We all want to protect our health, but there is no standardization or clear definition for what “clean beauty” actually means. Words like “green,” “natural,” “organic,” and “non-toxic” all get conflated. Formulation experts and emerging brands also note that a lot of what we’re told about ingredients is really effective greenwashing—i.e. marketing campaigns capitalizing on those unregulated terms to instill fear.
Although the FDA passed the Federal Food, Drugs, and Cosmetics act in 1938, beauty brands don’t need FDA pre-approval to start making and selling products (but the FDA does state product manufacturers are legally responsible for substantiating their products are safe and accurately labeled). So, those aforementioned buzzwords aren’t regulated. And while cosmetic ingredients do go through rigorous testing for general safety and concentration (like scientific research, supplier data, safety data, and toxicology testing), it’s become common for studies to be cherry-picked and taken out of context. Habit Skin founder Tai Adaya explains, “It’s a disservice to the consumer to say some things are good and [others] are bad without explaining how you’ve reached that conclusion.” She adds, “To properly talk about the concept of ‘clean,’ you need to get [granular] about each ingredient or practice within context.” Ultimately, this is why the Clean Beauty movement resonates with all of us so much, and why it’s important to demand greater transparency, corporate responsibility, safety standards, and better sustainability.
As a result, beauty brands are forced to define “clean” in their own terms. [Editor’s note: For this reason, Byrdie created their own set of “clean” guidelines as part of our Clean Beauty Pledge—not to demonize ingredients—but instead to offer a standard definition for what we mean when we say “clean.”] The formulator’s side of the clean beauty space is no less ambiguous. “Marketing leads trends,” says cosmetic chemist and formulator Jen Novakovich of The Eco Well. The goal, is for the movement to spur healthier and more sustainable products, but the lack of nuance can get in the way of that. “There’s a greater environmental burden for the natural ingredients being opted for. It’s very frustrating, because the beauty industry wants to do better with sustainable development, but often marketing prevents us from being able to grow with the science.”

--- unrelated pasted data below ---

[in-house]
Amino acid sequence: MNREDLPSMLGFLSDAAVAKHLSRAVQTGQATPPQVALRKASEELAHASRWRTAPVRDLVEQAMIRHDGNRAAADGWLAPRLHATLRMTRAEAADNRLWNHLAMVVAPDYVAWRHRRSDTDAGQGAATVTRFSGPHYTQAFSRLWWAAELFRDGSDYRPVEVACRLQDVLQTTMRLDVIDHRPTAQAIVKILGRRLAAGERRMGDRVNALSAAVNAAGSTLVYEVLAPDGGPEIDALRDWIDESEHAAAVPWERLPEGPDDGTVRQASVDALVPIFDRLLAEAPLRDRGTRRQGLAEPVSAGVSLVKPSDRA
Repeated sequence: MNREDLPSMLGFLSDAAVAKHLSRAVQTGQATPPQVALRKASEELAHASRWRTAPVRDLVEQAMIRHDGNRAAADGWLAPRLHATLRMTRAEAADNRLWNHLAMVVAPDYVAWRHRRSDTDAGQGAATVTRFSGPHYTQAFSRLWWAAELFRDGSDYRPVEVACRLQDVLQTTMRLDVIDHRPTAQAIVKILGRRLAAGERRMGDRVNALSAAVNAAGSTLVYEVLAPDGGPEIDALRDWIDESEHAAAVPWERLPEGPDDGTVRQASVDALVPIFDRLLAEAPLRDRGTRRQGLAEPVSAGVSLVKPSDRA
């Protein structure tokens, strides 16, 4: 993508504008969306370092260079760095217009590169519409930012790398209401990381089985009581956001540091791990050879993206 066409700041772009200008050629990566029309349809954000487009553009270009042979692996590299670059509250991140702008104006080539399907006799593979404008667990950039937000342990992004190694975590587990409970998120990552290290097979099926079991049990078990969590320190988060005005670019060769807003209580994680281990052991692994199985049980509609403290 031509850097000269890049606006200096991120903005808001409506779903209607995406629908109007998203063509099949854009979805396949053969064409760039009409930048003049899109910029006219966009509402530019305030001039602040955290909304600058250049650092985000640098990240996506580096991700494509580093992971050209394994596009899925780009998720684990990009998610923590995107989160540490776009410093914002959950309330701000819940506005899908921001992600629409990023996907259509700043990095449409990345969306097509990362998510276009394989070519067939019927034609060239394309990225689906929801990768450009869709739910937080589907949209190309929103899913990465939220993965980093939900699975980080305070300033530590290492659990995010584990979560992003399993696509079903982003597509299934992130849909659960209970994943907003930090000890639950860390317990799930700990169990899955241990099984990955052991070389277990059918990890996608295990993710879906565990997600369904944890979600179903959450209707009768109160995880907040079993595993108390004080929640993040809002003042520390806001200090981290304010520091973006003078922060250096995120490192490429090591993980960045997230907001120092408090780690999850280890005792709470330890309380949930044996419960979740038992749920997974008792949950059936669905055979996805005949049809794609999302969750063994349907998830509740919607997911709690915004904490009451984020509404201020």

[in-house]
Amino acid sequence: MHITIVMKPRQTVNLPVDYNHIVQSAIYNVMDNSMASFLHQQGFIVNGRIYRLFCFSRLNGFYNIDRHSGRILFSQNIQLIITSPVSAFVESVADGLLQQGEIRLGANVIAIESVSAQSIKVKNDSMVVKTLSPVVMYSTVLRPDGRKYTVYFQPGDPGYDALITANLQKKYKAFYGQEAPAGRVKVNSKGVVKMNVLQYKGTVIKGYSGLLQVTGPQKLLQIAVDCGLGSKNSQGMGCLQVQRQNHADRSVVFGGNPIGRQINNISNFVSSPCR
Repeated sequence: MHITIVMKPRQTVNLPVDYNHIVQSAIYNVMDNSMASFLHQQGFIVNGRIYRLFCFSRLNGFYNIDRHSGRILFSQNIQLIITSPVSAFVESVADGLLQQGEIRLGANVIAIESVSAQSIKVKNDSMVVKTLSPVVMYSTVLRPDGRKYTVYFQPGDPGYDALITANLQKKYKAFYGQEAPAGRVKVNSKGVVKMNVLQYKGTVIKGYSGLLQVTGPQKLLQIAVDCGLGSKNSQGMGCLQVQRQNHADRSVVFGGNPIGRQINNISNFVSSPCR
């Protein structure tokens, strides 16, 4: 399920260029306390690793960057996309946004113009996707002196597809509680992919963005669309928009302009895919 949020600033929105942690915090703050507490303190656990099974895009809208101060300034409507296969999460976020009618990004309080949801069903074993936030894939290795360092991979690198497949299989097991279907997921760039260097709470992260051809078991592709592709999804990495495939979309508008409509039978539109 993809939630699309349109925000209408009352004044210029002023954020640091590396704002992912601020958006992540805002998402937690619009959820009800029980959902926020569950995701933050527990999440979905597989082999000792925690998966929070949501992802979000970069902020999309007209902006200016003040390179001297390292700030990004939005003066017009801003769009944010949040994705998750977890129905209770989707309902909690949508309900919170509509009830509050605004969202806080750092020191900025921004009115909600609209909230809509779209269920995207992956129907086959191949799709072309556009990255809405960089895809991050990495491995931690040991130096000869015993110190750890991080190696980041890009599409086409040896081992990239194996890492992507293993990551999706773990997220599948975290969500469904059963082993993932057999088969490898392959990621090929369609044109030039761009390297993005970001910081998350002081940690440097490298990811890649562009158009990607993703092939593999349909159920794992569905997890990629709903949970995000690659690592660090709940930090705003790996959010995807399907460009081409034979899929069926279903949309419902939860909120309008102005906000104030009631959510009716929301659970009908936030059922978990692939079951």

Cosmetic formulator Krupa Koestline feels similarly about the intricacies of cosmetic formulation. “Synthetic doesn’t mean unsafe. In some cases, synthetic ingredients may be more stable and even more sustainable and eco-friendly. In the same vein, consumers have been led to believe “organic” is synonymous to sustainable, but they can be mutually exclusive. It can a lot more water and resources to get a good crop of organic produce.”
Ultimately, both brands and formulators both agree the best way to prevent muddled marketing tactics is through brand transparency and consumer education. “More than anything, the new generation of consumers just wants honesty out of brands,” says Jina Kim. “Consumers are now equipped with more knowledge than ever before, so those outdated tactics don’t work anymore. Consumers want to be better educated and better equipped to make smart decisions based on their own values and beliefs.” “I think showing the behind-the-scenes of formulation, manufacturing, and LCAs of beauty brands helps inform the consumers,” Novakovich says. “And better science communication and story-telling! It’s so much more complicated than consumers think. A lot of consumers think that it’s as easy as what you make in a kitchen, but it’s very complicated. Show what happens behind the scenes.”